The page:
1st Space Brigade supports Keen Edge/Space Lightning to bring space effects to the fight
Army Space Control Planning Team 4 stands in front of U.S. Army Pacific Command at Fort Shafter, Honolulu, Hawaii, Feb. 1, 2022. The team participated in and brought space operations to Keen Edge 22 – an annual U.S./Japan exercise that alternates between field training exercises (called Keen Sword) and command post exercises, is designed to enhance interoperability of each country’s military tactics, communication protocols and combat readiness. From left to right: Capt. Matthew Gramling, team executive officer in charge, Sgt. Lauren Roper, intelligence analyst holds the statue of Ku, the Hawaiian god of war, Chief Warrant Officer 2 Richard Ash, senior intelligence analyst (SCPT 3), Capt. Justin Martirosian, officer in charge, and Chief Warrant Officer 2 John Hershman, senior intelligence analyst. (Photo courtesy of Chief Warrant Officer 2 John Hershman/RELEASED) (Photo Credit: Sgt. 1st Class Aaron Rognstad) VIEW ORIGINAL

FORT CARSON, Colo.--The Soldiers of 1st Space Brigade brought the power of space-to the warfighter during exercises Keen Edge and Space Lightning ’22 earlier this month at Shafter, Hawaii, and Vandenberg Air Force Base, California.

Keen Edge, an annual U.S./Japan exercise that alternates between field training exercises (called Keen Sword) and command post exercises, is designed to enhance interoperability of each country’s military tactics, communication protocols and combat readiness.

Coinciding with Keen Edge over a 10-day period in late January and early February, Space Lightning trained joint combined forces to assess operational readiness in creating conditions for effective operations for a new three-star command called the Combined Joint Task Force Space Operations.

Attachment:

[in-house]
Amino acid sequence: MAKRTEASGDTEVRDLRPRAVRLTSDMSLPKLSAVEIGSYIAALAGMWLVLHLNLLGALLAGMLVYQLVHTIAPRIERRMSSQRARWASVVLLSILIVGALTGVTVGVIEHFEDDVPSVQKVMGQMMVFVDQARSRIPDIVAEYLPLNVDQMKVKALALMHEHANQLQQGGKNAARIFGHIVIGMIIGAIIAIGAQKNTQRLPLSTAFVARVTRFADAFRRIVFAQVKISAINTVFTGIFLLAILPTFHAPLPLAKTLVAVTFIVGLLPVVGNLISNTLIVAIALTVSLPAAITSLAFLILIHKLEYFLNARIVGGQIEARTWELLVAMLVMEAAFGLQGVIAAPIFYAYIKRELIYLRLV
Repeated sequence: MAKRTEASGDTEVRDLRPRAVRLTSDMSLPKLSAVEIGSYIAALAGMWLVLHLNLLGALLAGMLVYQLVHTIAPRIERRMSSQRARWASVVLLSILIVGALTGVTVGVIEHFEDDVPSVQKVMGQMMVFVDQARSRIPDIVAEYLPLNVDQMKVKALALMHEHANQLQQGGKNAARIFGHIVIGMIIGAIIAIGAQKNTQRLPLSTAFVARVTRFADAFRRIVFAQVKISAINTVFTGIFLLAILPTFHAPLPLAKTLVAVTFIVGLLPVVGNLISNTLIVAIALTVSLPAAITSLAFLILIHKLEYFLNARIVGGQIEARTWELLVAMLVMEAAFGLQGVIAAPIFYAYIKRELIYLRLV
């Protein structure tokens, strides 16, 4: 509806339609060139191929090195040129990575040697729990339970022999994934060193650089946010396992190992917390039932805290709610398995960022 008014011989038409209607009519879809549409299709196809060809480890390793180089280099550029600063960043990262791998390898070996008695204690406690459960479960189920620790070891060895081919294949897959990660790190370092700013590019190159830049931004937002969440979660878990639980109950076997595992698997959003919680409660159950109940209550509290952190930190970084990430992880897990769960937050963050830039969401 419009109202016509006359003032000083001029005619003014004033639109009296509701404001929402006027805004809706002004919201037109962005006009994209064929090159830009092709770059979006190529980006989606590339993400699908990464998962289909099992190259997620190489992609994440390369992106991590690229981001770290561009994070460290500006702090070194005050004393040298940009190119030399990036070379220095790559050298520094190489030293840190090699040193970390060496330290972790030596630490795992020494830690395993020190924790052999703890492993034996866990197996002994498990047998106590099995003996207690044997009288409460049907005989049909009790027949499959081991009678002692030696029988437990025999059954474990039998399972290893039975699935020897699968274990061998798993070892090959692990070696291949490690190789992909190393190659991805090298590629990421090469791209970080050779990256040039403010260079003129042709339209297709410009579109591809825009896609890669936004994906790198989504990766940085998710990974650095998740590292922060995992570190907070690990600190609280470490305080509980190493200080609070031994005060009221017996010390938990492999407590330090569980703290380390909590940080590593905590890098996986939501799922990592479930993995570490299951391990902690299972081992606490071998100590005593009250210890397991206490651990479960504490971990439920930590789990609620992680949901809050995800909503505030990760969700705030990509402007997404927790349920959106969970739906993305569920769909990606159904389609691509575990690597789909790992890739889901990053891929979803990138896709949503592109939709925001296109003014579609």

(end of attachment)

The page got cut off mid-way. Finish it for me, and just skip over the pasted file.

Army Space Control Planning Teams assisted both U.S. Indo-Pacific (Keen Edge) and U.S. Space Command (Space Lightning) in providing intelligence and planning in evaluating non-kinetic warfare support to the theater fires element.

Capt. Justin Martirosian, officer in charge of SCPT 4, 2nd Space Company, 1st Space Battalion, was impressed with his team, and stressed the importance of having them in the exercise.

“Supporting the U.S Army Pacific staff and advising them on Army space capabilities is what we do for these types of exercises,” Martirosian said. “By integrating space planners into the USARPAC staff, we ensure Army space capabilities nest with the Theater Joint Forces Land Component Command’s mission and intent.”

Martirosian’s five-Soldier crew routinely coordinated with Air Force and Space Force personnel within USINDOPACOM to accomplish their mission. More than half of it consisted of intelligence analysts.

Chief Warrant Officer 2 John Hershman, a senior intelligence analyst for SCPT 4 who is relatively new to Army space, brought advice concerning various threats across the Pacific theater to the table, which was relayed to the joint service branches his team worked with.

“I brought an analytical function of taking pieces of information from multiple platforms and disciplines within intelligence to create coherent information that I can give commanders,” Hershman said. “It’s about taking the small pieces of the puzzle, finding where they fit, and then enabling the decision makers to come up with the best decision possible with the most accurate information available.”

Hershman said the biggest takeaway for his team was building a stronger relationship with the joint services and organizations the team worked with and some lessons learned on how to navigate between all of them.

Across the Pacific at Vandenberg AFB, 2nd Space Company, 1st Space Battalion, sent two SCPTs to Space Lightning to assist with targeting synchronized threats for Keen Edge.

Chief Warrant Officer 2 Heath Auerbach, an all-source intelligence technician for SCPT 7, said this was the first integration of an SCPT into USSPACECOM.

“It’s a reciprocal relationship,” Auerbach said. “Indo-PACOM would nominate targets, and we would synchronize them, all the while attempting to get authorities to connect operations for those targets, as well as SPACECOM’s.”

SCPT 7 also served as a direct link to USSPACECOM for SCPT 4, said Martirosian. The two teams were intrinsically affiliated and in constant contact with each other throughout the exercise to ensure mission success.